Wind, Public Mobile, Mobilicity split from lobby group
Globalive and WIND Mobile chairman Anthony Lacavera claps during a press conference in Toronto on December 11, 2009. (Darren Calabrese / THE CANADIAN PRESS)
Published Wednesday, April 10, 2013 9:34AM EDT
Last Updated Wednesday, April 10, 2013 1:02PM EDT
Three of Canada's new wireless carriers say they will better serve their customers outside the industry's main lobby group, which they accuse of favouring Rogers, Bell and Telus.
Wind Mobile, Public Mobile and Mobilicity accused the Canadian Wireless Telecommunications Association of consistently taking positions that favour Canada's big three carriers.
"There's no negative impact on consumers here whatsoever," said Bob Boron, senior vice-president and chief legal and regulatory officer at Public Mobile.
"We feel like we are going to do a better job in lobbying and making positions known before decision makers and policy makers as a result of us exiting the association."
Boron said Public Mobile paid between $50,000 and $100,000 in annual dues to the Canadian Wireless Telecommunications Association.
Public Mobile, Wind Mobile and Mobilicity don't ask their customers to sign contracts for mobile phones and have brought more competition to the market since they launched about three years ago.
The three small companies are expected to have 8.1 per cent of the market, or 2.35 million Canadian wireless subscribers by the end of this year, the Convergence Consulting Group has estimated.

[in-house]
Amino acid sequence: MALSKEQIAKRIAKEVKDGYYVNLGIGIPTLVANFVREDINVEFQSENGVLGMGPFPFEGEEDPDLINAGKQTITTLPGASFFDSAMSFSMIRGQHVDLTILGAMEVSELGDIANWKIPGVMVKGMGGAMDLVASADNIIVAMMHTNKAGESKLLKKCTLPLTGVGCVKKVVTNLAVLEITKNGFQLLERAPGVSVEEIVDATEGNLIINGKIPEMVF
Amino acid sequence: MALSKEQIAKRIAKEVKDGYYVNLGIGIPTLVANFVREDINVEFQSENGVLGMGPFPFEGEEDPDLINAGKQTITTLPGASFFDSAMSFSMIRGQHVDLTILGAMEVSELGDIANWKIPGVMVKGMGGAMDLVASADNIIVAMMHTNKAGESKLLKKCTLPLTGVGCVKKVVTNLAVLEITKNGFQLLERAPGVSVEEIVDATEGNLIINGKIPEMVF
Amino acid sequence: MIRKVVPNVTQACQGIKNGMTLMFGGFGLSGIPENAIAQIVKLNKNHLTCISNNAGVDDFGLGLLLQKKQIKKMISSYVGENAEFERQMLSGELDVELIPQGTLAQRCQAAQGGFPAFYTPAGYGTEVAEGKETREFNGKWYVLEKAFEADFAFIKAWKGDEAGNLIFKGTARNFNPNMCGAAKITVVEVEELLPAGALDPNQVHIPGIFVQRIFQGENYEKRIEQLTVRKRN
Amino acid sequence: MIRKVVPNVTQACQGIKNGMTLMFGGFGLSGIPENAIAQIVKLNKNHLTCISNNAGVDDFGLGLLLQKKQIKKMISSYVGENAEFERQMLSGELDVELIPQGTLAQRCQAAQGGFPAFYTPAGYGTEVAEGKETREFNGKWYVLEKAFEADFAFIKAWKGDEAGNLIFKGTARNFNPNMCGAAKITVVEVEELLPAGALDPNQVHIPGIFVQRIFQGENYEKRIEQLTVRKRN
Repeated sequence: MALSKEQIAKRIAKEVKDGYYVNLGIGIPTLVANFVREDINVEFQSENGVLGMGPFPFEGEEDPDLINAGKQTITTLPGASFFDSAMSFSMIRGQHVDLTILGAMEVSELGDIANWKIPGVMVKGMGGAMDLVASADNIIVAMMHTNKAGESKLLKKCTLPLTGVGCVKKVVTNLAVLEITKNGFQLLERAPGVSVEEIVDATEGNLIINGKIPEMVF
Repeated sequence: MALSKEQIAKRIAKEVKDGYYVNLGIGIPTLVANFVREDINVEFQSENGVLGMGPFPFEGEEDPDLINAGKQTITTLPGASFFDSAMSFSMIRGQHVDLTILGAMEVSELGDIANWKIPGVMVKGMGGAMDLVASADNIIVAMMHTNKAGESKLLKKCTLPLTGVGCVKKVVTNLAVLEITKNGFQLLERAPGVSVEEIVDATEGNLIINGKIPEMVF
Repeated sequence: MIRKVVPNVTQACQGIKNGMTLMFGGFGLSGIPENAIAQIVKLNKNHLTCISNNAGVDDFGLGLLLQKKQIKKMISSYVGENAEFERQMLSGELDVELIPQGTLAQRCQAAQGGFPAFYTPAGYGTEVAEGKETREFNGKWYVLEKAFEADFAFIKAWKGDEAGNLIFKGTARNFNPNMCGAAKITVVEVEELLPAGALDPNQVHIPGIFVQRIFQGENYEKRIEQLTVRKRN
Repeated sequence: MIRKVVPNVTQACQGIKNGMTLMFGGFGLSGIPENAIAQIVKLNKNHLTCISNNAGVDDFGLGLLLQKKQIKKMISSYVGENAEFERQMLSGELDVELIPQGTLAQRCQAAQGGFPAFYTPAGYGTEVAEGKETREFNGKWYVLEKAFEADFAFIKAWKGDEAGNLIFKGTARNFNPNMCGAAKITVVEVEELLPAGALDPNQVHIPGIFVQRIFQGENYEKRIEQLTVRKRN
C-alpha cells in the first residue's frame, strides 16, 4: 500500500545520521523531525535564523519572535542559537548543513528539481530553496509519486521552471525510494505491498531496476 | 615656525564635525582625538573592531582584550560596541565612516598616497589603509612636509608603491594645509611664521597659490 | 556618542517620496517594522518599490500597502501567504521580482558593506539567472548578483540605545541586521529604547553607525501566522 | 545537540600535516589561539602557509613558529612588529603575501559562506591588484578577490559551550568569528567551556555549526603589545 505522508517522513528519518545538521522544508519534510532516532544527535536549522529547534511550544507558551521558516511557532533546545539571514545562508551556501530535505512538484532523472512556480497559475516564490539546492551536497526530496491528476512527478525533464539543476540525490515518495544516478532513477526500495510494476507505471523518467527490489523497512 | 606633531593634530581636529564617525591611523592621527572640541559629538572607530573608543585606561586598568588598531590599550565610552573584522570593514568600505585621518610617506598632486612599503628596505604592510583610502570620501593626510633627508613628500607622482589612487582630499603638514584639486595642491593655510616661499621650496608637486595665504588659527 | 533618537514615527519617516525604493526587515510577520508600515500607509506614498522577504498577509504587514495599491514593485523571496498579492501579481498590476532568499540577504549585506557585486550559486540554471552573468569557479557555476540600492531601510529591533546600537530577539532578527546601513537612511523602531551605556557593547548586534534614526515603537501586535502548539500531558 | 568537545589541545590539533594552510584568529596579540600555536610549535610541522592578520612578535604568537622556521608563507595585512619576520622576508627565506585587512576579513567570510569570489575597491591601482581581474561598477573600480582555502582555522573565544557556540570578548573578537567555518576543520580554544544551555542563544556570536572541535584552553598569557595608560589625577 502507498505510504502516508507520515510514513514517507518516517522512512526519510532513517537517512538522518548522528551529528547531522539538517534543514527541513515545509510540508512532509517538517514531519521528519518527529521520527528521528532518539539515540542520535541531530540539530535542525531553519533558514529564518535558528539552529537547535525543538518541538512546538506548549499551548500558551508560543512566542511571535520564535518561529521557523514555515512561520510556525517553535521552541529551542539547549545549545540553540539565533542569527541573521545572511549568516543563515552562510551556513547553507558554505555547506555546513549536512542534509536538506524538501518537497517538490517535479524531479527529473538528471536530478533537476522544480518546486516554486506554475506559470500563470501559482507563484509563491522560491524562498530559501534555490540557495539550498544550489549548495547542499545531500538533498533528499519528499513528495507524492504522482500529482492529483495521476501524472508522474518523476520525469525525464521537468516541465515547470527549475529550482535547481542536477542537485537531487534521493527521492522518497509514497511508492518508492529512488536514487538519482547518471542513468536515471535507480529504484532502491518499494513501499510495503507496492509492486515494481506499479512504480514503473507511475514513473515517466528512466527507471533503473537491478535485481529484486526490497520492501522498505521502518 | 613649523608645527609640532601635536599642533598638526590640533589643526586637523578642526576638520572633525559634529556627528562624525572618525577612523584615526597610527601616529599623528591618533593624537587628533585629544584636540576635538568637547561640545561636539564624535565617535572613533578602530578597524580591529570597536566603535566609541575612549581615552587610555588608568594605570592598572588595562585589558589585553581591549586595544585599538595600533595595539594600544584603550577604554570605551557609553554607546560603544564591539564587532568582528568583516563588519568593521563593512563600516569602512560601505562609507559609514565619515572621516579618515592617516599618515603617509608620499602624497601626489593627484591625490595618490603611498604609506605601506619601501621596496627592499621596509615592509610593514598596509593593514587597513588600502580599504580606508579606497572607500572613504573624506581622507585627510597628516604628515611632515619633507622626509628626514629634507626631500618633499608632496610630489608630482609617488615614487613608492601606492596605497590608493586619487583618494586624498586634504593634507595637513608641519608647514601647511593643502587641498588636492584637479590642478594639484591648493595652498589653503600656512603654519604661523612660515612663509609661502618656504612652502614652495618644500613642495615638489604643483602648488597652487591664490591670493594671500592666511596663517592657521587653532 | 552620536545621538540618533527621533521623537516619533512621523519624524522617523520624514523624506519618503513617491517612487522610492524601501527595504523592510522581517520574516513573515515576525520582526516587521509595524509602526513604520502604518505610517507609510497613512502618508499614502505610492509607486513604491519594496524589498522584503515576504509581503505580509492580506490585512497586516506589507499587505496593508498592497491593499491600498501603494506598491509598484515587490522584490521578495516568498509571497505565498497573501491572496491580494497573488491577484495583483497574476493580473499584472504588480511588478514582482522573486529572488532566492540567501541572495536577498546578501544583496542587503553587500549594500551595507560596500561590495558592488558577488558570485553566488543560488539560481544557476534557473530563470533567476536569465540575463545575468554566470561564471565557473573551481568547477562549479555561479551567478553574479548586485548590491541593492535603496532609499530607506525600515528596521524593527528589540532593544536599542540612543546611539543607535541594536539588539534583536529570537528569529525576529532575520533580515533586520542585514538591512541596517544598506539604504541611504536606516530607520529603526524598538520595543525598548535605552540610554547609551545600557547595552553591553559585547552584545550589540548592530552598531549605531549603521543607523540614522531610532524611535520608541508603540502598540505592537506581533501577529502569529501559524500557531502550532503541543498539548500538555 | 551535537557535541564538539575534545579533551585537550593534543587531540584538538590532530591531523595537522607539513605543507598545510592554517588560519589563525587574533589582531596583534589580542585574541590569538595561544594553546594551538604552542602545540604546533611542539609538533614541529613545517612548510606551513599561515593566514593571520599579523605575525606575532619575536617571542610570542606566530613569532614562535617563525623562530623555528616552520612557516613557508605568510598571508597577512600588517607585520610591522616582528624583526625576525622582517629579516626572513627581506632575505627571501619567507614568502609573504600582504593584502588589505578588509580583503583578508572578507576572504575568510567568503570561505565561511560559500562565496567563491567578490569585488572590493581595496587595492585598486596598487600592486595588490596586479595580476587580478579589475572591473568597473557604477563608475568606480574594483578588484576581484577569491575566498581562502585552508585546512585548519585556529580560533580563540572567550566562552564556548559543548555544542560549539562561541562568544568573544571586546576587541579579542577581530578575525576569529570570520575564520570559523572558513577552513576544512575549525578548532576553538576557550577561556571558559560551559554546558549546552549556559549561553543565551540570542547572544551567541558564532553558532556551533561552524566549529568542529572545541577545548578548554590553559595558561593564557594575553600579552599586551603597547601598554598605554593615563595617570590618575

That's up from 1.69 million customers or about 6.1 per cent at the end of 2012.
Rogers (TSX:RCI.B), Bell (TSX:BCE) and Telus (TSX:T) have more than 24 million wireless subscribers combined.
The association called the withdrawal unfortunate and rejected the allegations that it only works on behalf of its large members.
"CWTA has always and will continue to work on behalf of all of its members," spokesman Marc Choma said from Ottawa.
"While any industry association that represents a large and diverse membership in an intensely competitive sector will have some disagreements amongst it members on certain issues, CWTA is a catalyst for numerous initiatives that bring many benefits to Canadian," Choma said.
The Canadian Wireless Telecommunications initiatives include a national cellphone recycling program, the upcoming stolen phone database, Wireless AMBER alerts and improvements to the 911 emergency call system.
Wind Mobile's Simon Lockie said those are programs the three smaller carriers will have to pursue on their own or possibly as non-members of the industry group.
Lockie said the CWTA's position backing three-year contracts favours Rogers, Bell and Telus, which subsidize expensive smartphones over the life of the contract.
"It's the No. 1 issue that Canadians hate," said Lockie, Wind's chief regulatory officer said of three-year contracts.
"I think that consumers should take heart that we are not allowing that to continue unchallenged."
Wind Mobile, Public Mobile and Mobilicity emerged after the Canadian government moved to increase competition in 2008 when it reserved some wireless spectrum for new entrants.
Ottawa is preparing to hold another auction of radio spectrum that will allow carriers to build faster networks to handle consumers increased use of data and cover more area.